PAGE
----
THE JAYHAWKS: DOING WHAT THEY LOVE
By PAUL FREEMAN [1995 Interview]
It's ironic that many music fans believe the Jayhawks to be one of today's hottest new bands. "We've been a new band for the past 10 years," quips lead guitarist Gary Louris.
The rock-folk-country group was formed in Minneapolis a decade ago by Louris, lead singer Mark Olson and bassist Marc Perlman. They are now joined by keyboardist Karen Grotberg and drummer Tim O'Reagan.
The Jayhawks' fourth album, Tomorrow the Green Grass, is propelling the band toward mainstream popularity. Triple A-format radio stations have embraced the ingratiating harmonies and the disarming melodies of such tunes as Blue, Ten Little Kids, Two Hearts and Miss Williams' Guitar, which was inspired by Olson's singer/song-writer wife Victoria.
Louris admits he's not quite sure how to react to the band's better-late-than-never breakthrough. "Are we going to be bitter because it took so long to get somewhere? Are we going to ask, `Where were you? Why are you being so nice to us now?' Or are we just going to be glad that it's happening at this point in time, when we have more of a sense of ourselves, when it's not as likely to change us?'' He is sure that he doesn't envy the 21-year-olds who hit it big right out of the gate. "They expect it to always be that way," Louris says, "but it doesn't last. In reality, a record or two down the line, they're not going to be selling double-platinum ... A few years later, they might be gone. That's hard to deal with."
Louris says that the Jayhawks should appreciate any degree of acceptance, because they have survived the three-sets-a-night bar scene. The group didn't take an easy route; the music has been compared to the vibrant '70s country-rock of Neil Young, the Eagles, the Band and the Flying Burrito Brothers.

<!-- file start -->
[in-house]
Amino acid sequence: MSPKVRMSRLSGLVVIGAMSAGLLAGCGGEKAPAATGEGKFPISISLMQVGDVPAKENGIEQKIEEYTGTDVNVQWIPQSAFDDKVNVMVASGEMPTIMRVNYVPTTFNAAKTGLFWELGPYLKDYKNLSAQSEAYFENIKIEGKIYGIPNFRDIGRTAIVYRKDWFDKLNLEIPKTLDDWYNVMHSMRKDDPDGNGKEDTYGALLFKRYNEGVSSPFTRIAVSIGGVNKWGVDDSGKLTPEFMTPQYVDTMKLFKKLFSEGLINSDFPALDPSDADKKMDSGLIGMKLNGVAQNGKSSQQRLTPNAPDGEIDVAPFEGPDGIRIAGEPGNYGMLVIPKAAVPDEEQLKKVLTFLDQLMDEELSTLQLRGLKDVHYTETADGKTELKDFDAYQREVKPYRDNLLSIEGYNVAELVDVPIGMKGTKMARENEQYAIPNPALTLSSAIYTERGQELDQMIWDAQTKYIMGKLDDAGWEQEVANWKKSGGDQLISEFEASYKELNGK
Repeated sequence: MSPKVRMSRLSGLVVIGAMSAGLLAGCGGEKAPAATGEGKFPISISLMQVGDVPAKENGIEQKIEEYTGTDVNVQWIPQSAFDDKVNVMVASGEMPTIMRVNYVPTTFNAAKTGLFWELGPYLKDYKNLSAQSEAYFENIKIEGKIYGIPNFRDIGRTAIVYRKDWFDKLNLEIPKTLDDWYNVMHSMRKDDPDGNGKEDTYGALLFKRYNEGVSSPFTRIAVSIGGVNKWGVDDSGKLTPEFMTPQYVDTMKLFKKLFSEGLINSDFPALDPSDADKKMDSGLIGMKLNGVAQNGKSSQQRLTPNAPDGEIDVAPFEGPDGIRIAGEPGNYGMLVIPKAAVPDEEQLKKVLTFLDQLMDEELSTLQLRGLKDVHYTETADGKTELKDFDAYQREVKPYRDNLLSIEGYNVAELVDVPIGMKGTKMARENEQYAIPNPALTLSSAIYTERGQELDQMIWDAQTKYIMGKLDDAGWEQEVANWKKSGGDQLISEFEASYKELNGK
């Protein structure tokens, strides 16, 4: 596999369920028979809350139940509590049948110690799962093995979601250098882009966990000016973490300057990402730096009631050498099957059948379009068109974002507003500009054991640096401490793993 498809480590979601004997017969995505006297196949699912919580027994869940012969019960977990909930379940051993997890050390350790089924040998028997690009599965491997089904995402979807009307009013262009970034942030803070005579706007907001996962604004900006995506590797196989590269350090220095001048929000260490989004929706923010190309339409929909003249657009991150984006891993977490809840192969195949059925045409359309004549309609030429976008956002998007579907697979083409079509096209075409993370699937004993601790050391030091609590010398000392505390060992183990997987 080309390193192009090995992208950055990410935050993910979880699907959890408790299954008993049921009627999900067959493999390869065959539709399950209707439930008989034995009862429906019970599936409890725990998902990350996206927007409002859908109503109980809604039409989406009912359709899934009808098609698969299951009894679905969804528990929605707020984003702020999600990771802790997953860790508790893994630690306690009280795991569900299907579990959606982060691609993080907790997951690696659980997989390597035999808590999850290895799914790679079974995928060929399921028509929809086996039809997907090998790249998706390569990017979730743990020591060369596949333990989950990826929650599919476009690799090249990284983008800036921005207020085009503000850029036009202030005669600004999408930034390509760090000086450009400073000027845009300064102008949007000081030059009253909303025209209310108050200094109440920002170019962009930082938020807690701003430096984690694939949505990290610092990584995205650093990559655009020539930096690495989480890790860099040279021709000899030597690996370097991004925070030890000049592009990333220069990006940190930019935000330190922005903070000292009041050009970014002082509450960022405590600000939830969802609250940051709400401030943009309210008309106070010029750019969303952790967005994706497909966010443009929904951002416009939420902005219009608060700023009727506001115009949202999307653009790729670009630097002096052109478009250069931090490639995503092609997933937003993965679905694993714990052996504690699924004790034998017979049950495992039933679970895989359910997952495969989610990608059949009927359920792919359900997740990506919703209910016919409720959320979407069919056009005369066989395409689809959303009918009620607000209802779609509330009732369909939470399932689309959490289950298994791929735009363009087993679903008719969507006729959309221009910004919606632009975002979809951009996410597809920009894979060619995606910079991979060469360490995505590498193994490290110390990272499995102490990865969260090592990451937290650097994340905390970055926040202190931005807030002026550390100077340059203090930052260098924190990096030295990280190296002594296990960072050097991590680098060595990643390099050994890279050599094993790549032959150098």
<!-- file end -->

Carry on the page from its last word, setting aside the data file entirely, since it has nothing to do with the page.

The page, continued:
Louris, who cites influences ranging from Bob Dylan to the Sex Pistols, says he never wished the band could have been launched in an earlier era. "That hasn't even crossed my mind. We don't think of ourselves as a retro band."
The Jayhawks, he said, do not fret about not matching the trends. "We don't waste time thinking about where our music might fit in. We just want to do what sounds good to our ears."
And the band resists being lumped into any generalizations about folk or country revivals. "Whether there's a resurgence of interest in those areas or not, we don't want to be categorized with anybody else. I certainly don't like all of that music. Each artist is an individual. But there's nothing worse than bad country or bad folk. Even bad rock is somehow less irritating."
The Jayhawks' music is anything but irritating. It ingrains itself in the listener's mind, deeper with each play. More and more people are becoming aware of the band, which has opened for Johnny Cash and the Black Crowes, as well as Tom Petty's recent tour.
Opening for major stars can be a debilitating task. "We've been getting standing ovations," Louris says. "In the big venues, you have to learn to emote a little more, because people like that. You don't want to get into the rock arena cliche thing of `Feel all right tonight? Ready to rock 'n' roll? All right!' But, when people are 10 miles away from the stage, you might want to walk around a little more than you would in a club.
"We're still the same band, though," he insists. "Maybe we shoot ourselves in the foot by not indulging in more self-promotion. But we believe that, ultimately, the music has to sell itself."
Though the Jayhawks have come a long way toward stardom, Louris points out that it still has miles to go. "I don't see us going platinum yet. We have a goal of getting a gold record. This record is doing a lot better than the last one, but I wouldn't say we were on easy street."
Louris has seen friends, including the members of Soul Asylum, reach the upper rungs of the industry. But halfway up the ladder isn't a bad place to be. "It's all relative," he says. "We're kings of the hill compared to people sweating it out and working day jobs. We've done that. But you compare us to people who sell 5 million records and we're still nobody."
Louris recalls, after a rough show not too long ago, the Jayhawks watched a documentary about hungry Minnesota bands. "They showed these struggling performers, dreaming of what we already have. We looked at each other and thought, `We've been sitting here whining for the last hour ... we're in a nice tour bus; we get our own hotel rooms; we play every night, and there are always people there who want to see us.
"We're making a living doing what we love. So I guess we're pretty lucky."
[After dissolving, The Jayhawks reunited and, in 2011, released the wonderful “Mockinbird Time,” a lucky event for their still fervent fans.]